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For the love of blueberries!

Anyone who has spent any time at Marvelwood in the past 26 years knows that at the northern edge of campus, just above the playing fields, are rows and rows of blueberry bushes. Over the years, many students and faculty have toiled in those rows, maintaining and tending them. Each bush requires individual attention, and with over 900 of them, the work is endless. Blueberries are part of the genus Vaccinum – which includes cranberries, bilberries, and huckleberries – in the section Cyanoccoccus. The Marvelwood bushes are ‘cultivated’ or ‘highbush’, which means they are taller and the berries larger than their ‘wild’/ ‘lowbush cousins.’ They are ideal for picking.

But where did the bushes come from?

The bushes began their life on a pick-your-own blueberry farm, owned and operated by Ralph Henderson, a retired vice president of Reader’s Digest, according to a New York Times article by Susan Chira (9/13/83). In 1983, Mr. Henderson decided that he could no longer maintain the bushes, which he had planted in 1956 as a hobby. The farm was sold to Dr. Henry Kissenger and his wife, Nancy, who did not intend to maintain the orchard, which at that time contained over 4000 bushes. Blueberry picking enthusiasts were quite dismayed that the area’s largest blueberry orchard, which had been in operation for a quarter of a century, was going to be cleared. Mr. Henderson looked for alternatives to destroying the bushes, and Kent School came to the rescue!

Father Richard Schell was Headmaster of Kent School at the time:

When Ralph Henderson sold his property, he donated the blueberry bushes to Kent School which carried out the transplant to the campus on Skiff Mountain in October, 1983. Dr. Phil Marucci, after whom the Center for Blueberry and Cranberry Research at Rutgers is named, and Rosedale Nurseries of Westchester, provided the technical assistance and Kent students, faculty, and staff provided the labor. Members of the Kent Volunteer Fire Department watered the newly-transplanted bushes. The School froze the berries and used them in its dining hall all year. Off and on over the years, local residents have been able to pick their own blueberries.

When the bushes were moved to Skiff Mountain, the campus was, at that time, home to Kent School’s girls. The boys lived down the mountain on the main campus and students were transported up and down the mountain for classes and various activities. A few years later, the school moved the girls onto the main campus. In 1995, Marvelwood moved to the Skiff Mountain campus. For its first 39 years, Marvelwood was located in the nearby Village of Cornwall at the top of the stunning Coltsfoot Valley, where students were housed in converted homes around the village and the dining hall was a converted barn. In making the move, the school gained more space for a growing student populations and better facilities. In Cornwall, the lack of a gymnasium meant lots of travel for practices and games for basketball teams! Another important addition to the School was the blueberry bushes. With our well-established weekly community service program, we were quickly able to step into the role of caretaker and manager.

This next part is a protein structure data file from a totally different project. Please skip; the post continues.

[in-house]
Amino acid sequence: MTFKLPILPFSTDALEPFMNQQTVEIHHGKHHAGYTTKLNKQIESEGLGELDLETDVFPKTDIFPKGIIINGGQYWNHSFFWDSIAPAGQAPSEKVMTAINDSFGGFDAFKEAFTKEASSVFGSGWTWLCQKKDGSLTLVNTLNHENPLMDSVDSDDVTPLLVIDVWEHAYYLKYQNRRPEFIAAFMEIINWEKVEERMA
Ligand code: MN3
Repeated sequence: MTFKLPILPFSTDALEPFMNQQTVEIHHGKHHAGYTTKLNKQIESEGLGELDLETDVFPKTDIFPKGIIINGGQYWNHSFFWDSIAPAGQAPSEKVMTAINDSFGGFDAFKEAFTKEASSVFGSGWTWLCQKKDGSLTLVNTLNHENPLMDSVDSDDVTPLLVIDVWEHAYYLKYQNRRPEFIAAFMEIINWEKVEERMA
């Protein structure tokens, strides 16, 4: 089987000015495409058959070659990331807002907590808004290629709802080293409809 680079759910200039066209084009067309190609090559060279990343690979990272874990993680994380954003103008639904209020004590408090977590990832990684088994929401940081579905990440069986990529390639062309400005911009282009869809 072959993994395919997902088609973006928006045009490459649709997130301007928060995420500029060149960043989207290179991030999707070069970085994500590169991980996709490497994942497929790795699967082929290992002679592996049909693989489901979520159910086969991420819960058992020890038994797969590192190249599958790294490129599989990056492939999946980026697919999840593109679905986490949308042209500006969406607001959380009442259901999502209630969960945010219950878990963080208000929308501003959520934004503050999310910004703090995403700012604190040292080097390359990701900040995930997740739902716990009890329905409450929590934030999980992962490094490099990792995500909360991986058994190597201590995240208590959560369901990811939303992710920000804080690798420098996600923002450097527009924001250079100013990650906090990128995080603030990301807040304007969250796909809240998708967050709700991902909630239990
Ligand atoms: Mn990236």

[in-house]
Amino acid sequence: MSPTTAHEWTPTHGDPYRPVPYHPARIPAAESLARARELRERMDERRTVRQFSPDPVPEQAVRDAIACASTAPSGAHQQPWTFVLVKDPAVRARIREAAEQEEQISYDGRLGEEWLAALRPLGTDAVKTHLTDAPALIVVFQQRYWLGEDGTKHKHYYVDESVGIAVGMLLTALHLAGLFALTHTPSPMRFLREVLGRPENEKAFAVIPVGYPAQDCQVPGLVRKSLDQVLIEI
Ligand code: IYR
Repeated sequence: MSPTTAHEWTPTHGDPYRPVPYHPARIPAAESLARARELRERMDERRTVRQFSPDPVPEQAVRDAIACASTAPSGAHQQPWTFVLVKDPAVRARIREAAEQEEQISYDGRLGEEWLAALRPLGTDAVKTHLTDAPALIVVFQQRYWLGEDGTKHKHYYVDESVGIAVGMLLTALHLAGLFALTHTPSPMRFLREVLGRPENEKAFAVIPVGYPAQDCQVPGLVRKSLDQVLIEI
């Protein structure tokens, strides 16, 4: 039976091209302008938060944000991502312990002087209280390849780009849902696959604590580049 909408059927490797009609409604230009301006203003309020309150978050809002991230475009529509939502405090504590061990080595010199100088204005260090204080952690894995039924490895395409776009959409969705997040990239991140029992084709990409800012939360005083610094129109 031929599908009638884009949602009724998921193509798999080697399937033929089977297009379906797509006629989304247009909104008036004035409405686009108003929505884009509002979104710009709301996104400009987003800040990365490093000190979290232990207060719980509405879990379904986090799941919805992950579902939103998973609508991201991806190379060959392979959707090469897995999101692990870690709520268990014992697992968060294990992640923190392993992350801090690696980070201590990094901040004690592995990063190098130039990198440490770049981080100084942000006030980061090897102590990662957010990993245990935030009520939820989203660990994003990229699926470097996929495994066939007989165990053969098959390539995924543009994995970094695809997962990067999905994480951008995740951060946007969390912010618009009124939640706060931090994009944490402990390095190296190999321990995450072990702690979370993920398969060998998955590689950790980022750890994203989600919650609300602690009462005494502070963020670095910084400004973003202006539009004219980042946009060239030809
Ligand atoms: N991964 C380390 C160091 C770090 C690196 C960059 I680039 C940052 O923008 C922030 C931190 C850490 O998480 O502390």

Marvelwood has always been proud to share the berries with our friends and neighbors. Picking the big, beautiful berries is a summer tradition for many of us! Even during the summer of 2020, when COVID was ravaging and the world was isolating, the public was invited to pick. Despite the campus being closed to visitors, the decision was made that it was important to give people the opportunity–with guidelines– to enjoy this perennial outdoor activity.

Over the years, weather conditions and other factors have impacted the crop. The weeds and grasses that grow up and around each bush have, from time to time, seemed to grow faster than they could be cut back. As is the case with so much, it’s the dedication of a few good people that can make the difference. Math Department Chair Heni Foote took over managing the blueberry crew a few years ago; she and her weekly community service group work extremely hard in the bushes throughout the year. Mrs. Foote also initiated an annual spring clean up, inviting community members and avid pickers to assist in the never-ending maintenance.

While our blueberry crew has put an extraordinary amount of effort and care into the bushes, more and more are dying each year. According to various sources, including the University of Maine, the lifespan of a blueberry bush is 50 year, which puts the Marvelwood bushes well past their prime. Along with the care and dedication of our faculty and students, the soil and other conditions on Skiff Mountain have certainly contributed to their longevity.

We value having the blueberries on campus and are looking at ways to renew this incredible natural resource. To help support our efforts, please consider making a donation directly to Marvelwood's Blueberry Orchard.

  • A donation of $50 could help purchase, replace or maintain a blueberry bush.
  • A gift of $100 could help maintain a large section of our blueberry orchard.
  • A gift of $500 could offset arborists to evaluate and prune the entire orchard.

Written for Marvelwood By: Caitlin C. Lynch P'13